With the symbolic turning of a few shovels of dirt, the region’s largest expansion of health care facilities ever began on the campus of New Hanover Regional Medical Center on January 19. At the groundbreaking ceremony, state and federal elected officials, community leaders, physicians and special guests helped the medical center kick off the massive project.
Ultimately, the expansion will alter how health care will be provided for the next generation of residents in Southeastern North Carolina.
U.S. Rep. Mike McIntyre, the keynote speaker, praised hospital leadership for its compassion, commitment and cooperation in planning the expansion.
“You are at the forefront of making folks here a little bit better, or in some cases, a whole lot better,” Rep. McIntyre said. “You are making an investment that will augment, supplement and propel the quality of life everyone’s rushing to move here for.
“You are giving people hope for a better tomorrow.”
The medical center’s Board of Trustees approved the project in August 2005 with four goals for enabling NHRMC to better serve the growing region:
Update and expand the facilities for women’s and children’s services
Update and expand the facilities for surgical services
Improve capacity for taking care of patients
Improve access to outpatient services and make them easier to use
The facilities plan, developed with leading national consultants, architects as well as area physicians and hospital staff, addresses patient needs and retained the NHRMC campus as the hub of clinical services. The plan includes new construction as well as renovation of existing structures.
Jack Barto, president and CEO of New Hanover Regional, said facilities needed to keep pace with the excellent quality of the medical staff in this community.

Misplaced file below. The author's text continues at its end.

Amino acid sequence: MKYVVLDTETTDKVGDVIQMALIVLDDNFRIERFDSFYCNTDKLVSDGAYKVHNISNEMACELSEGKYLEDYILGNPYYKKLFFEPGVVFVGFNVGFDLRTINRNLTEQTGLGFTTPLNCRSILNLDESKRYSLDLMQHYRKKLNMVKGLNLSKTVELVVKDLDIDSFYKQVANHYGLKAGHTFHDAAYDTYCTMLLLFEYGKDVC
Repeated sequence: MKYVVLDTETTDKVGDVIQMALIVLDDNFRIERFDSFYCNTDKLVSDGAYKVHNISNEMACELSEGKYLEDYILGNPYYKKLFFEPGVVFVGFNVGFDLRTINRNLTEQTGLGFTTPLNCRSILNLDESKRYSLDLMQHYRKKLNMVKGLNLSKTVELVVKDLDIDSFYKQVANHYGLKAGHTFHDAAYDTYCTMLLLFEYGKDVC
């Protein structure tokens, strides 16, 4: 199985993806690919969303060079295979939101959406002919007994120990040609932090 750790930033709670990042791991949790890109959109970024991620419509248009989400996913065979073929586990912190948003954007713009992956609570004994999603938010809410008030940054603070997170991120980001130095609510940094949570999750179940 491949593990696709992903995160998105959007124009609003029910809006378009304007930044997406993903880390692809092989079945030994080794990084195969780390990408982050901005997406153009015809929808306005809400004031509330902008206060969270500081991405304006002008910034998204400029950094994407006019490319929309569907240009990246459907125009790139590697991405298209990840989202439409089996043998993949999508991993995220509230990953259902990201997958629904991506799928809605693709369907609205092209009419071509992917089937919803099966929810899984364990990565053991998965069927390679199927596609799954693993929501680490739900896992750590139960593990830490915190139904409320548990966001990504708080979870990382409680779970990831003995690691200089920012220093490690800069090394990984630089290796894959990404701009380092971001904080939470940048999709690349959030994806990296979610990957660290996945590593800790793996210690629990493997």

“We will have a facility that will match the day-to-day care provided here,” he said.
One centerpiece will be the construction of a new women’s and children’s center, the first of its kind in Southeastern North Carolina. The $44 million, 149-bed facility will be built at the site of the groundbreaking in front of the Coastal AHEC/Cameron Education building between the main campus and the Coastal Rehabilitation Hospital.
The children’s services area will include a six-bed Pediatric Intensive Care Unit. It will become the basis of a pediatric critical care and surgery program that will close a gap in medical services in the region. When the building opens in 2008, children with critical health needs will be able to receive care near their home community so their parents will not have to arrange transportation and overnight lodging to go to hospitals hours away.
The new women’s and children’s center will feature all private rooms, including in the Neonatal and Pediatric ICUs. It will also have family areas for siblings to play or families to have respite between visiting their young child, and it will house its own gift shop and dining area.
The surgical pavilion, to be built behind the main building at NHRMC, will accommodate the larger equipment required for minimally invasive surgery practiced today. It will feature 26 operating rooms, each measuring more than 600 square feet, which is close to 50 percent larger than the current rooms. The pavilion will also have private rooms for pre- and post-surgical patients, allowing family members more time and space to be with the patient. It will also have an expanded waiting area for families during the surgery, and more convenient parking and access to the building. It is scheduled to open in December 2007.
The main patient tower at New Hanover Regional that has served the region almost 40 years will remain, but will be completely renovated on the interior. One result will be the creation of almost all private rooms, allowing patients more privacy and more time with family and visitors. The tower will also benefit from upgraded heating and air and elevator systems.
Several projects will address other key services, particularly for outpatients. The Emergency Department at NHRMC will almost triple in size and increase its waiting area. Heart and vascular services will consolidate within its own center at New Hanover Regional including an entrance for the public. And radiology services, among the fastest growing in health care, will expand to “backfill” the space vacated by surgery moving to a new pavilion.
When it’s all done in 2010, health care in Southeastern North Carolina will have undergone a significant change. For the better.